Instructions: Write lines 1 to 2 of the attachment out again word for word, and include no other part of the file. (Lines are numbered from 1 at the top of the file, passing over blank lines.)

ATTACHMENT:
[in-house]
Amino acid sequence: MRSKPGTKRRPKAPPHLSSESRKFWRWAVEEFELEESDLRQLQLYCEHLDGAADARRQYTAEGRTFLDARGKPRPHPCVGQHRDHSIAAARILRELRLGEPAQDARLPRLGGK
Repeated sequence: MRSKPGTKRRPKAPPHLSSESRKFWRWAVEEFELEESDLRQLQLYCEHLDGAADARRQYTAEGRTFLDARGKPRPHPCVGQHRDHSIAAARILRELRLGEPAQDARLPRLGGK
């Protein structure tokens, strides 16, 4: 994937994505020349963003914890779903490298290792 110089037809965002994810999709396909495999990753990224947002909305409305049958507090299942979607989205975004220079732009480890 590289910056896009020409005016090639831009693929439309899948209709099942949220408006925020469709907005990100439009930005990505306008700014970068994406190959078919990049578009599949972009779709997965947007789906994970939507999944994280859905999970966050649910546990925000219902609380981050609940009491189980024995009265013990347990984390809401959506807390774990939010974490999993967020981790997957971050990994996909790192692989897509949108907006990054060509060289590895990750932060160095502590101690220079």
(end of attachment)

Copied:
[in-house]
Amino acid sequence: MRSKPGTKRRPKAPPHLSSESRKFWRWAVEEFELEESDLRQLQLYCEHLDGAADARRQYTAEGRTFLDARGKPRPHPCVGQHRDHSIAAARILRELRLGEPAQDARLPRLGGK